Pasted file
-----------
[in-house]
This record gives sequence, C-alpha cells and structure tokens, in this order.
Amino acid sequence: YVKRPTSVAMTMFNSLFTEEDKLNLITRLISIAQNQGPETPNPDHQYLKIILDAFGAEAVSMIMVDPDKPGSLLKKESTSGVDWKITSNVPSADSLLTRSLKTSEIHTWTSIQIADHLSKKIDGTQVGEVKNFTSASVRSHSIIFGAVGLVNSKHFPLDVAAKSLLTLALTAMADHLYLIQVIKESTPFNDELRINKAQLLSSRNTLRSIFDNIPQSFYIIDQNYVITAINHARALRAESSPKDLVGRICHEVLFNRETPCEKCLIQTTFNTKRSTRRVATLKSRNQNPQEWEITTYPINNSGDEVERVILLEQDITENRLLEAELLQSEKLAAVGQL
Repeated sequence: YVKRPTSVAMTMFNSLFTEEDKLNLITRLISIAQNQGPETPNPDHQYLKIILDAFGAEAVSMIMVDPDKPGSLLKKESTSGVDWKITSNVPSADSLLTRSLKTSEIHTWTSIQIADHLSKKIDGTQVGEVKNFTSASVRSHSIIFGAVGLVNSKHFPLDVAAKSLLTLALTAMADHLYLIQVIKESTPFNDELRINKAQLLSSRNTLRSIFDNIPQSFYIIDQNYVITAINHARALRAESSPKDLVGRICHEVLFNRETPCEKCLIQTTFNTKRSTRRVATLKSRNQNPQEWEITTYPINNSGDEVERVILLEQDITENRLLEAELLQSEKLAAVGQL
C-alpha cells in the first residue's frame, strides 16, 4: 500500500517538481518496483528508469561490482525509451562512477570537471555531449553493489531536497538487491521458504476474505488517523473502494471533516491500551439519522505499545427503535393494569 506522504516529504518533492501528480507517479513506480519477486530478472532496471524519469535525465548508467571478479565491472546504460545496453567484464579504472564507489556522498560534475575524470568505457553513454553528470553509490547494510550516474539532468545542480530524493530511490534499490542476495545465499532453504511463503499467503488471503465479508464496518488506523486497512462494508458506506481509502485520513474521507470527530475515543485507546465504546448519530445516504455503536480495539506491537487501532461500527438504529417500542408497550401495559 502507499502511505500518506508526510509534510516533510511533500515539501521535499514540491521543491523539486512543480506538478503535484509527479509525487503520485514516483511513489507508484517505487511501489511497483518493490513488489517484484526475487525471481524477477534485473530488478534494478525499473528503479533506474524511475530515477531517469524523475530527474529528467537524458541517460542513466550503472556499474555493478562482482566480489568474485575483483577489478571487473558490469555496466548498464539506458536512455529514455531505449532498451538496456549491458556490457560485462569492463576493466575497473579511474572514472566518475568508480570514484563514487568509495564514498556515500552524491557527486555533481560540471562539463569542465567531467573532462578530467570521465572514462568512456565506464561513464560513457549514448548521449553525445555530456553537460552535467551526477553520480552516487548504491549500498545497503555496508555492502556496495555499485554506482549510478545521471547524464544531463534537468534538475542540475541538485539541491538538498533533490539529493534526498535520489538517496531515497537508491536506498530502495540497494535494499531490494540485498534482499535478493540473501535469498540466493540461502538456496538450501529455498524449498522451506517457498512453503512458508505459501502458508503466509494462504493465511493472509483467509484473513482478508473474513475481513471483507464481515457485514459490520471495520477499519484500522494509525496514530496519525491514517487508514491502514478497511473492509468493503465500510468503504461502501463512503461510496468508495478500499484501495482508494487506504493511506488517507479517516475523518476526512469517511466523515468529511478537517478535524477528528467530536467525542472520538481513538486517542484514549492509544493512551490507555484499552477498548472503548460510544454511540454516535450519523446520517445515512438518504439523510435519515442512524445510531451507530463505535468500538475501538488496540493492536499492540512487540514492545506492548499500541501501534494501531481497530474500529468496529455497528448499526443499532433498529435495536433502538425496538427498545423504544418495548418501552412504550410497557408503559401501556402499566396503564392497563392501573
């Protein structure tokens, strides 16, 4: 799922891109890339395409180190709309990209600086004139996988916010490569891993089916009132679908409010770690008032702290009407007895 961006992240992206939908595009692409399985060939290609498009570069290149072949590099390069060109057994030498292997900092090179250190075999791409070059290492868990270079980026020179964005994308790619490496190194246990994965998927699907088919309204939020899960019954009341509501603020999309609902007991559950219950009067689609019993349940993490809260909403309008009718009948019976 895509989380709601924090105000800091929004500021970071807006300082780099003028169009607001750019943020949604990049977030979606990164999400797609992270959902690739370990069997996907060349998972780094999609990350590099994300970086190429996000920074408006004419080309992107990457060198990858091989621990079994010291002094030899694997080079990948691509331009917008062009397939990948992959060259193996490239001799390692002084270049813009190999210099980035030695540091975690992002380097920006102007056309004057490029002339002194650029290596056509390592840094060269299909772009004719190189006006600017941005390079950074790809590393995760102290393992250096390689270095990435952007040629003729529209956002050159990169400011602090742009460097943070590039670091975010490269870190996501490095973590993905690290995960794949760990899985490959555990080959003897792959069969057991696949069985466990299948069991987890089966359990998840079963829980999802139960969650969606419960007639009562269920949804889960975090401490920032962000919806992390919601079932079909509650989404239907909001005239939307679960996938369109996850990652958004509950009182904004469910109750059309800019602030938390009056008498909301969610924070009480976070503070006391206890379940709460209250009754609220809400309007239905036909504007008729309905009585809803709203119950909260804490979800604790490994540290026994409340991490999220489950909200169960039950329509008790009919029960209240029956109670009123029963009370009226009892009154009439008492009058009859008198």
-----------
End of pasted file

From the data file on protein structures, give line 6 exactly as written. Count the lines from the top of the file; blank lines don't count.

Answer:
């Protein structure tokens, strides 16, 4: 799922891109890339395409180190709309990209600086004139996988916010490569891993089916009132679908409010770690008032702290009407007895 961006992240992206939908595009692409399985060939290609498009570069290149072949590099390069060109057994030498292997900092090179250190075999791409070059290492868990270079980026020179964005994308790619490496190194246990994965998927699907088919309204939020899960019954009341509501603020999309609902007991559950219950009067689609019993349940993490809260909403309008009718009948019976 895509989380709601924090105000800091929004500021970071807006300082780099003028169009607001750019943020949604990049977030979606990164999400797609992270959902690739370990069997996907060349998972780094999609990350590099994300970086190429996000920074408006004419080309992107990457060198990858091989621990079994010291002094030899694997080079990948691509331009917008062009397939990948992959060259193996490239001799390692002084270049813009190999210099980035030695540091975690992002380097920006102007056309004057490029002339002194650029290596056509390592840094060269299909772009004719190189006006600017941005390079950074790809590393995760102290393992250096390689270095990435952007040629003729529209956002050159990169400011602090742009460097943070590039670091975010490269870190996501490095973590993905690290995960794949760990899985490959555990080959003897792959069969057991696949069985466990299948069991987890089966359990998840079963829980999802139960969650969606419960007639009562269920949804889960975090401490920032962000919806992390919601079932079909509650989404239907909001005239939307679960996938369109996850990652958004509950009182904004469910109750059309800019602030938390009056008498909301969610924070009480976070503070006391206890379940709460209250009754609220809400309007239905036909504007008729309905009585809803709203119950909260804490979800604790490994540290026994409340991490999220489950909200169960039950329509008790009919029960209240029956109670009123029963009370009226009892009154009439008492009058009859008198």